Now this approach will dive us back into being unflexable, expensive, and full of free agent mercenaries, but on the flip side it won't cost us any of our current prospects, and allows us to develop the talent we now have. The only problem is that by signing these free agents, we lose draft picks, but let's be honest, I don't think Steinbrenner is convinced in the youth movement, and there's a lot of Yankee fans who are not either. Cashman can finish his experiment with his current prospect crop, but rebounding from this season will take more than some top draft picks in 2009. We need some major league talent now, the best of which is available via free agency.

If the Yankees don't bite on these free agents, then Cashman has been able to restrain Steinbrenner, but after last season I don't think it will be that easy.

Will A-Rod Get Traded Before his Contract Expires?

In light of there being no real news in Yankeedom, I decided to bring up the question of whether A-Rod will actually finish his 10 year contract with the Yankees or not. There was an article that came out last season saying that A-Rod would not finish his contract with the Yankees since the fans never really supported him. Getting booed all the time would get old really fast, and when he's not hitting 50 homeruns, the fans will do just that.

Last season, Hank Steinbrenner made an ultimatum saying that if A-Rod opted out of his contract the Yankees would not negotiate with him. They wanted to negotiate an extension with A-Rod that would keep the subsidy they were receiving from the Rangers for taking his previous ridiculous contract. Then A-Rod opted out, and the Yankees said they wouldn't negotiate with him. A-Rod then went back to the Yankees to negotiate a new contract behind Boras' back. The crazy thing about it all is that the Yankees gave him a contract that with incentives would be worth more than $300 million over the next 10 years. Never mind that he cost them the Texas subsidy or that they said they would not negotiate with him, they still gave him a bigger contract than what they probably would have offered had he not opted out. Why bring this up? Because now A-Rod is getting booed again. He's fallen out of the good graces of New York fans. Now, A-Rod has an immovable contract, and may see his happiness in New York come to an end. If that happens and he wants out, the only way a team will take him is if New York subsidizes his contract and history repeats itself. I Suppose if we did pick up part of his contract and traded him we could land some good talent. Probably a major league ready third baseman, a starting pitcher, a set up guy, and a couple prospects.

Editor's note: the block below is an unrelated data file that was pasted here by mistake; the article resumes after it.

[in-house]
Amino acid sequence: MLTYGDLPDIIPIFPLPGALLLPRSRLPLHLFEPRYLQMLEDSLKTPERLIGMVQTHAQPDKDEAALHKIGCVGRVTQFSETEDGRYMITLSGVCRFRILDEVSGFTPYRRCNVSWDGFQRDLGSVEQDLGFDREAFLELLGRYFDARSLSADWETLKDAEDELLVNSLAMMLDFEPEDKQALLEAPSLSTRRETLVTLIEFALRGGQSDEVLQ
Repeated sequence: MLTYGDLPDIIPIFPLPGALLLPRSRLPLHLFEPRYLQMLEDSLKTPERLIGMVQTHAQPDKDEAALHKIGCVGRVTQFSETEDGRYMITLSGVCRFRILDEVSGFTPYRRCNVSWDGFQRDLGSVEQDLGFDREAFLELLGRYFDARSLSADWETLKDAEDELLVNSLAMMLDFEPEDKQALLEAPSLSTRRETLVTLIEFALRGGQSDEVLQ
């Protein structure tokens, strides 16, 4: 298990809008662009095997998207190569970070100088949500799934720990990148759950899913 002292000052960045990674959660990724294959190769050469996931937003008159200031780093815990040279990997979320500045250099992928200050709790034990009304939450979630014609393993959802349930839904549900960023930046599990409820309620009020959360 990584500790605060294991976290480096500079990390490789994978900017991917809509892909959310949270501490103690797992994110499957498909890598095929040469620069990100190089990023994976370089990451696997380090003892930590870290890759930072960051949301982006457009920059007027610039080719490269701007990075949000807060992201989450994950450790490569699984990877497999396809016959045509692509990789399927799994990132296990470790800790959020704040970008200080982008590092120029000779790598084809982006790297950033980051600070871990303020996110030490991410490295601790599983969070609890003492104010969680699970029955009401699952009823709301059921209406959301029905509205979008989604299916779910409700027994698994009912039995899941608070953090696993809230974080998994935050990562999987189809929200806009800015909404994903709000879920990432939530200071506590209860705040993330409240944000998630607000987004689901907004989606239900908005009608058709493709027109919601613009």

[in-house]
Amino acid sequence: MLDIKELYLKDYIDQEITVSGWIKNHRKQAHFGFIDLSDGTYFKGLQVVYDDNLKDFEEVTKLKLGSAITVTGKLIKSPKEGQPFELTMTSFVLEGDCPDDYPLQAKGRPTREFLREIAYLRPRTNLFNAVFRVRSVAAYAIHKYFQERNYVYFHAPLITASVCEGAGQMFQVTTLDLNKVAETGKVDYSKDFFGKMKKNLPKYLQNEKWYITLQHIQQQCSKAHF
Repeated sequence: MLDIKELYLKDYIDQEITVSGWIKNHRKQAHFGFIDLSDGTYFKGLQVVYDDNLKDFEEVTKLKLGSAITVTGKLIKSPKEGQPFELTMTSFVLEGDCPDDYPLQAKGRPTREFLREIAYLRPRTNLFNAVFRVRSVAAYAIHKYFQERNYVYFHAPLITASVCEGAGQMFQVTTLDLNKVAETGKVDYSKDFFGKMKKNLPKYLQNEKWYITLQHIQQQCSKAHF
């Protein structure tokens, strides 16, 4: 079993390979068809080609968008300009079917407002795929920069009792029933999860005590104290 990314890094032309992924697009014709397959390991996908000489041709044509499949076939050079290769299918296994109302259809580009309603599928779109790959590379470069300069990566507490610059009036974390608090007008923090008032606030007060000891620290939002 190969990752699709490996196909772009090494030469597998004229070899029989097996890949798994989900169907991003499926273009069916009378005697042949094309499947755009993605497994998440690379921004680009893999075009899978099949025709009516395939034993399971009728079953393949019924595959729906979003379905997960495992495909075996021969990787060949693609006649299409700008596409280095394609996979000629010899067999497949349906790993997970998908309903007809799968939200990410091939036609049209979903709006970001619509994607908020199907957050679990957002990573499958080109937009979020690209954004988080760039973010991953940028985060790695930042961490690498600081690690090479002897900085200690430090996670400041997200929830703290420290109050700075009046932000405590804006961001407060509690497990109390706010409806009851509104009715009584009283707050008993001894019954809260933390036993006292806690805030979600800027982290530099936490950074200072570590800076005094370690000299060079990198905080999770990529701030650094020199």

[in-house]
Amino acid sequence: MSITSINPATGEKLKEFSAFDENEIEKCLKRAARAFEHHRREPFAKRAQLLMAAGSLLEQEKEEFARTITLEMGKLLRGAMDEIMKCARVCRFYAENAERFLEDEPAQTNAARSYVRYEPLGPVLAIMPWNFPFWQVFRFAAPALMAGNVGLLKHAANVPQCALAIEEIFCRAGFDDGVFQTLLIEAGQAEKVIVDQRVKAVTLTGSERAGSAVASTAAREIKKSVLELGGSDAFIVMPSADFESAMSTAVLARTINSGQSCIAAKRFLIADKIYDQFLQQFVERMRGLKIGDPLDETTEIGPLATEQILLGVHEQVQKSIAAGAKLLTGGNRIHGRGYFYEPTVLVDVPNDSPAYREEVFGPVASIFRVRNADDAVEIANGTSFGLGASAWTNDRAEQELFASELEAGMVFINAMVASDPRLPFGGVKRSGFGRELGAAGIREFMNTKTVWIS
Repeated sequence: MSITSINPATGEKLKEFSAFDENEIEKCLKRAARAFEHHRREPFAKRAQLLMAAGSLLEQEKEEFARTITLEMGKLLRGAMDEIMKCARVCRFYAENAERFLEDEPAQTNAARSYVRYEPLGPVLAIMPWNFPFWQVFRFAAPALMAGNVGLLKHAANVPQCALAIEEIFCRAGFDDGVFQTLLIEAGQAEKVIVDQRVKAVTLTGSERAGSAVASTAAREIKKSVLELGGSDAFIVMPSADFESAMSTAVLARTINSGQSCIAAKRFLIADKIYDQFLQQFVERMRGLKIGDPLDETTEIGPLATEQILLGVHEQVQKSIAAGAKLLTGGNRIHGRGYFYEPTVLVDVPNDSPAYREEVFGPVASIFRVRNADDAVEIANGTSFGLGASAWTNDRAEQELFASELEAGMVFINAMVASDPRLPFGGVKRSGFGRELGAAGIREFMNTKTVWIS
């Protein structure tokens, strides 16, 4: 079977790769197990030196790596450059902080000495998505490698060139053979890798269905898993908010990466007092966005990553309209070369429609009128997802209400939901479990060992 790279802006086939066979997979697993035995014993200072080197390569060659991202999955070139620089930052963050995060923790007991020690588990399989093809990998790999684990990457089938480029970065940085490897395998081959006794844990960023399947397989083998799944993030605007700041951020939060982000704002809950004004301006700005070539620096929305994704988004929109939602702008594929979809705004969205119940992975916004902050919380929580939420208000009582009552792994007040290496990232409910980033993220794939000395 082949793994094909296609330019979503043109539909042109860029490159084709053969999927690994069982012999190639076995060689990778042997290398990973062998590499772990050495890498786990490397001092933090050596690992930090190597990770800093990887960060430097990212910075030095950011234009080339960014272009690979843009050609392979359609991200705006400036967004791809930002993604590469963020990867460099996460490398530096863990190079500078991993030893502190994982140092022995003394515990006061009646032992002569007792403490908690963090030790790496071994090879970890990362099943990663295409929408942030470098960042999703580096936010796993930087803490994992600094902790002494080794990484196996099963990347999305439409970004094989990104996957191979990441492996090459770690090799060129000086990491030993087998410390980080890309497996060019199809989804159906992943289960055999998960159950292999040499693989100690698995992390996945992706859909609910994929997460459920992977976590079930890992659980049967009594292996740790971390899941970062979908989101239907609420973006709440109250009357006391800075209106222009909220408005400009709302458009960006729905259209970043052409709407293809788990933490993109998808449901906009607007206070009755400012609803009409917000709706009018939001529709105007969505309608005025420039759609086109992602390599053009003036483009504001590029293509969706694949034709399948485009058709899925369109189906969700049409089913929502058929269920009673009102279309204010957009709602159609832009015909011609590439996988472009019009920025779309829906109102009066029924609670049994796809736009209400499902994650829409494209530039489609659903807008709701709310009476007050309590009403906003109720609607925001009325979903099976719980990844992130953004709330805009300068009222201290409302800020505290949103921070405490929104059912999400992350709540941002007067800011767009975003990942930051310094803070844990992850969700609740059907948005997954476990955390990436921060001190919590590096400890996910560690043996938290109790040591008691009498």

Either way, the question is do you think A-Rod will finish this contract in New York? Will the fans learn to accept him? Will he be able to deal with the fans if they don't accept him?